Sunday
06-11-2012, 1:35 PM
Tell that to the French Resistance. They did it all the time. :D It didn't happen in New Orleans.

Dreaded Claymore
06-12-2012, 12:28 PM
I wouldn't say its impossible. I doubt the state of emergency would last as long, being that earthquake disaster plans for California hopefully are in place somewhere within FEMA.

In Before FEMA Camps

unusedusername
06-12-2012, 1:40 PM
It didn't happen in New Orleans.

If it did then we would not have heard about it.

jwkincal
06-12-2012, 1:56 PM
I wouldn't say its impossible. I doubt the state of emergency would last as long, being that earthquake disaster plans for California hopefully are in place somewhere within FEMA.

Two years ago a group of seismologists, first responders, and engineers did a study which concluded that some infrastructure may be out of operation for 3 months or more.

Now... those of you who actually live here... imagine the California summer with no running water?

Kukuforguns
06-12-2012, 5:00 PM
Two years ago a group of seismologists, first responders, and engineers did a study which concluded that some infrastructure may be out of operation for 3 months or more.

Now... those of you who actually live here... imagine the California summer with no running water?

I have. That's why I have a lot of water stored in multiple locations.

SilverTauron
06-12-2012, 5:19 PM
I have. That's why I have a lot of water stored in multiple locations.

For what its worth , even if you don't live in CA having water stored up is a very good idea.

a1c
06-12-2012, 5:39 PM
I hate to say it, but even if something major happens in California, it won't be a repeat of Katrina.

Why? Because the government will do its very best to rescue Californians, especially the LA/San Diego/OC area and the SF Bay Area, which are huge economies, not to mention the Central Valley infrastructure, which is key to the West's food supply.

Now if that happened in the northernmost counties of California (think Jefferson State), it might then be a repeat of the early 20th century, since after all, that area (except for the I-5 corridor) is not as key. But it's also incredibly sparsely populated. And people over there don't really like the Feds anyway, and are much more self-reliant than the coastal suburbanites.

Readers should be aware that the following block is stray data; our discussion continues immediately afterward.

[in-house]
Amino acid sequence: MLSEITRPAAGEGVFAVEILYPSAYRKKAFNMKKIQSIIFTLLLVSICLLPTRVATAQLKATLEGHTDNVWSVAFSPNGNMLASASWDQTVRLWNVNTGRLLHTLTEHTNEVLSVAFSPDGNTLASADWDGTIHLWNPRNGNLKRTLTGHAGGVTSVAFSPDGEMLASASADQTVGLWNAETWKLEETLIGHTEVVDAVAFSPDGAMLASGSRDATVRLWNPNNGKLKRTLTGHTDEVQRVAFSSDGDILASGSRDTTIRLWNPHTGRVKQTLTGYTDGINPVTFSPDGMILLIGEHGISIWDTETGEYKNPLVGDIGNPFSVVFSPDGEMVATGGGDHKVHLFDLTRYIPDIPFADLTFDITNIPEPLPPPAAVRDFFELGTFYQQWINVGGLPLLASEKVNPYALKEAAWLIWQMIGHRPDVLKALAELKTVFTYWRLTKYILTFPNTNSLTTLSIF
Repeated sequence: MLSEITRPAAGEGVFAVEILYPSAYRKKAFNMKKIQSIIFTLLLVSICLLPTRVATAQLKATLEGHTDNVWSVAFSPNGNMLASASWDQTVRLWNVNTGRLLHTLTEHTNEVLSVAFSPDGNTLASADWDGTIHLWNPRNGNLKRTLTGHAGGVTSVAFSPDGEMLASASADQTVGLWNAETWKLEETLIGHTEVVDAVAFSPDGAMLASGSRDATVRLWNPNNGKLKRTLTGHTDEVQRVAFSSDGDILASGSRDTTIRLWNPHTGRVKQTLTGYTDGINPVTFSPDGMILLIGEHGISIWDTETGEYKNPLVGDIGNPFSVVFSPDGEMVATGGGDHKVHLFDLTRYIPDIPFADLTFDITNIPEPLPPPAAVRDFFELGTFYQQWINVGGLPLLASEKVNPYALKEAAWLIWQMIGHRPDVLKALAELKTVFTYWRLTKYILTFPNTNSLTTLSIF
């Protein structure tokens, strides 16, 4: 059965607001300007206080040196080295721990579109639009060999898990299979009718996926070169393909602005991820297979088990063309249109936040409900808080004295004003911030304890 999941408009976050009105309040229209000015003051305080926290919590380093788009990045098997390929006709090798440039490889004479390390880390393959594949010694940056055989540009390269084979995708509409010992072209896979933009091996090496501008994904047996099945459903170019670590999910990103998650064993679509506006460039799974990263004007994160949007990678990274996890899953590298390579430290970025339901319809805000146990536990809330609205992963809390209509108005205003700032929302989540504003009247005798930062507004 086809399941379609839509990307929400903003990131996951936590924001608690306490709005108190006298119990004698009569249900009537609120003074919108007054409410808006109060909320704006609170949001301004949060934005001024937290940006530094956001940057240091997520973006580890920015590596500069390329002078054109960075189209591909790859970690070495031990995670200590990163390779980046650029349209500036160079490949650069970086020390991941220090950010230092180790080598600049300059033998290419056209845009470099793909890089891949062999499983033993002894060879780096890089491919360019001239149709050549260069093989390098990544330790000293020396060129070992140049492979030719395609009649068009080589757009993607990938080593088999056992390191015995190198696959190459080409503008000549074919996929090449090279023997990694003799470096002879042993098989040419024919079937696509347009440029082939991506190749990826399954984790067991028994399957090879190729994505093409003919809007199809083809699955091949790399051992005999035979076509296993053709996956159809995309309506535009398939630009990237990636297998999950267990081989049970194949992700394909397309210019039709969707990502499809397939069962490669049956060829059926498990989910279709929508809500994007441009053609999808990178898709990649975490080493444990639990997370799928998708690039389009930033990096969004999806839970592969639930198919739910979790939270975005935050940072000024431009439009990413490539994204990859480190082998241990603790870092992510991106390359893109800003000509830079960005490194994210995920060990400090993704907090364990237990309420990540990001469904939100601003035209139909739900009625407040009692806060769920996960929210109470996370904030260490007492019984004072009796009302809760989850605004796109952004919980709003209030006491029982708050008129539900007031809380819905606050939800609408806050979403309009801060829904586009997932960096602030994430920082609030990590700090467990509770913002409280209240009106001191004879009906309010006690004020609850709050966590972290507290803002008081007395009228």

In Louisiana, the people most affected were poor. Many of them didn't vote. The economy there was already in the crapper. The French Quarter remained safe from flooding waters, so the tourists would come back eventually. So yeah, there was a social and class gap. People were treated like dirt because they didn't matter as much to local and national politicians. Just like with the Rodney King riots, where the people affected were poor or hard-working immigrants.

blazeaglory
06-12-2012, 9:20 PM
Basically Katrina did what the federal government wanted to do but couldnt. The wards Katrina hit used to be the murder capital of the WORLD for a while. They did a test (before Katrina) in the 3rd ward. The police fired over 1000 rounds and then monitored 911 for incoming calls. They received a total of 2 calls. One of the calls was an old lady reporting fireworks.

Katrina did Louisiana a favor. Sad but true. Even sadder is I joined the Red Cross to help. Stank like a slaughter house gone rancid.

SilverTauron
06-13-2012, 7:48 AM
The nature of a major earthquake is also much different from a citywide flood.

After Katrina it was still possible for police and authorities to go door to door via boat.After a major earthquake land based transport becomes impossible, due to roads and highways being either physically destroyed or clogged with damaged cars, buildings, etc. Speaking of buildings, after a severe seismic event its tremendously unwise to re-enter a damaged building-even if its still standing.Police officers won't risk being killed in a sudden building collapse for anything less than saving someone's life.

Capybara
06-13-2012, 10:07 AM
One of the best scenarios I have ever read for this is in Albert Brooks' first novel, released last year, titled, "2030:The Real Story of What Happens to America" http://www.amazon.com/2030-Real-Story-Happens-America/dp/B0078XOKNK/ref=sr_1_1?ie=UTF8&qid=1339606759&sr=8-1&keywords=2030+the+real+story+of+what+happens+to+am erica

He did his research and the scenario depicted in the book seems pretty spot on, other than it happens 18 years from now. But the response and general aftermath, having been a lifelong Californian who went through about half of the big quakes listed above, seems pretty dead-on accurate.

Los Angeles is struck with a mega-quake and life is never the same. Police, Red Cross, the Military are all overwhelmed and guess what, it's because we are still near bankruptcy in 2030, just like today. The bottom line is that in the scenario, people are forced to leave their flattened homes to live in government sponsored relocation tent cities.

I agree with the posts above that say that all of the authorities in LA will be basically helpless if the big one (like the 9.4 in the story) hits. We are woefully underprepared, (unlike the Japanese, and look at how much hardship they have had to endure after their Tsunami and Quake) If a quake that size hits LA and you live here, basically you had better be prepared to move to a new state and start over again as far as material possessions. We would never be able to afford to re-build LA if an earthquake flattened it.